% On Pilgrimage: Russia, II % Dorothy Day
The Catholic Worker, October-November 1971, 3, 6.
Summary: Continues her account of a visit to Russia. Recounts a visit to Red Square, Lenin’s tomb, the graves in the Kremlin wall, and comments on Russian writers. (DDLW #515).
I use the word Russia, because the three weeks tour which I enjoyed this summer together with fifty-four others for “Promoting Enduring Peace” was announced as covering Eastern Europe. That meant Warsaw, Leningrad, Moscow; Sofia, Varna and Zlatni Pyassatzi in Bulgaria, and Budapest in Hungary. Thanks to the radical labor movement, with which I was associated for ten years in my late teens and twenties, I was acquainted with people from these countries and with their literature to some extent. So the trip was not just a sightseeing trip, but was rich in associations for me.
I regret that I did not get to Archangel (a famous monastery there) or Murmansk, both seaports in the Arctic Circle and familiar to me not only from reading, but also from a seaman we knew.
I would have loved to take the Trans-Siberian Railway from Moscow to Vladivostok, which Maurice Baring wrote about in one of his novels (but I made the trip as I read Chekhov’s letters, when he travelled by carriage across Siberia to visit the prison island of Sakhalin).
I could not visit Zagorsk, the large monastery outside of Moscow, which both Tolstoi and Dostoievsky visited. Was Fr. Zossima from Zagorsk? Did Stravrogin confess to the monk there? Nor could I visit Tolstoi’s home at Tula, south of Moscow. There were restrictions as to travel. There is a saying in Moscow embassies that there are two dictatorships and the second is that of Intourist. But we were blessed by the kind of guides we had, so gifted in knowledge of history and economics, as well as art, literature and music.
I was not the first of the Catholic Worker movement to visit Eastern Europe. I suddenly remembered as I wrote of the Arctic Circle ports that one of our dear departed friends during the first year of The Catholic Worker’s existence, was a seaman, James McGovern. He was first mate on an oil tanker, a graduate of Marquette, who lost his faith and regained it, found the CW on board ship in the Gulf of Mexico, and from then on gave his salary to us to pay the printing bill. He walked with us on picket lines between trips, and sent a wonderful story of a seamen’s club in a Russian port for the sixth issue of the CW. (He died during the second World War when his ship was torpedoed off the Central American coast.) The Soviet port he visited was on the Eastern shore of the Black Sea, Novorossiysk. It is southeast of Rostov-on-Don, where my nephew-in-law was working this summer, as he had done the summer before, together with an international team of scientists on some experiments relating to peace, not war.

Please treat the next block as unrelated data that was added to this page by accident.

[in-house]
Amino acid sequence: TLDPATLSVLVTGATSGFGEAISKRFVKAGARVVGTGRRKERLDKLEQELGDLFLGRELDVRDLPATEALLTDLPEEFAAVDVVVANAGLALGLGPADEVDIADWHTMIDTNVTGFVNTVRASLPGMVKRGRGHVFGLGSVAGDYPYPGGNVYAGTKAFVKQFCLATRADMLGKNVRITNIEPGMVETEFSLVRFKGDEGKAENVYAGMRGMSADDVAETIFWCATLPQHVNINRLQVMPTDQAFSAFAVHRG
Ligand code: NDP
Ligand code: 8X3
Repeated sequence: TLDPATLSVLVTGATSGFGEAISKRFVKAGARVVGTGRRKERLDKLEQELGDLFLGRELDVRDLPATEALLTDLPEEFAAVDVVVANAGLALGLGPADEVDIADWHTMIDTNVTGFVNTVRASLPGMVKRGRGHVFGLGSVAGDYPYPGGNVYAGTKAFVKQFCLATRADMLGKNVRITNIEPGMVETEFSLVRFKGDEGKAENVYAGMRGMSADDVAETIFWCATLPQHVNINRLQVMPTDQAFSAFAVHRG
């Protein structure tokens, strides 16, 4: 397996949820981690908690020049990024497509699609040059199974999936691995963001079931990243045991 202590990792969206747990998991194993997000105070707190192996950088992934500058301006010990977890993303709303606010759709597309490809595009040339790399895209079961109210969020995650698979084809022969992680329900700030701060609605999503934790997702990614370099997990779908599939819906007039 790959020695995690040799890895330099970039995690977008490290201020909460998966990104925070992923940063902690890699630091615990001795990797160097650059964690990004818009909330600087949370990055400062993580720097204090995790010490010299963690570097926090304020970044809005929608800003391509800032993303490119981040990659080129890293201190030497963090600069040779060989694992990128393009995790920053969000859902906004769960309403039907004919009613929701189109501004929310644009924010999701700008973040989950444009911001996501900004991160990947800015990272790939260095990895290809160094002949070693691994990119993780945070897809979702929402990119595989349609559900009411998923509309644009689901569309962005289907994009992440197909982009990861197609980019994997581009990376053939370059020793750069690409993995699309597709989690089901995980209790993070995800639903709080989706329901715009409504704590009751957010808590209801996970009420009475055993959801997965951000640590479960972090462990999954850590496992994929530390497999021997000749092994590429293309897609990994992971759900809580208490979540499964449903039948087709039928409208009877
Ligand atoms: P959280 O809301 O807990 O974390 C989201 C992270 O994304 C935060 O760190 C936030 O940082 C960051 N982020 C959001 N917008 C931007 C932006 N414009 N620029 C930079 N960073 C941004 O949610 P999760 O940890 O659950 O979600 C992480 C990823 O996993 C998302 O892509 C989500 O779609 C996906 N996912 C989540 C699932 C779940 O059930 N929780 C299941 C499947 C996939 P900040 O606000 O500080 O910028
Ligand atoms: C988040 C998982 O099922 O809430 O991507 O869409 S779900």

The other young man who visited Russia was Karl Meyer, who at present is serving his sentence of a two-year term (and thousand dollar fine) at Sandstone Federal Prison, for obstructing the income tax system by refusal to pay taxes for war. He had made the San Francisco-to-Moscow walk some years before, joining the march at Chicago. The walk ended at Moscow University, where the students, though not agreeing with the American visitors, demanded that the time of their talks be extended. He also distributed leaflets in Red Square! It was a memorable visit and I think the War Resisters at 339 Lafayette St., New York may still have some mimeographed accounts of this adventure.
The hotel that our tour crowd stayed at was just around the corner from Red Square and my guardian angel must have been on duty the evening we arrived, because the room to which Nina Polcyn and I were assigned had a bay window, which looked out on no less than four churches, with their beautiful cupolas each of different design and coloring. It was a joy to get up early in the morning to read the psalms, and sit in the bay window (two comfortable chairs), and look out not only on the churches, but the brisk cleaning job being done by half a dozen women sweepers, who with long-handled brooms and long-handled dustpans whisked up any scrap of paper, stubs of matches or stray leaves from the streets and sidewalks. This has been remarked on many times before by visitors to Moscow, and I think at First street we must give our visitors the same opportunity to comment, by getting busy each day with the same job (when we are not cooking meals, mailing out the papers or answering mail). It would be a relief to get out and stretch and we’ll have to start collecting brooms right now. But we’ll need shovels, not dustpans. The other day a young student from Oxford took over the job at my urging, gathering up armloads of trash from the gutters, the spill-off from overflowing trash cans blown up and down the street. That one man revolution of the do-it-yourself school, Ammon Hennacy, would approve.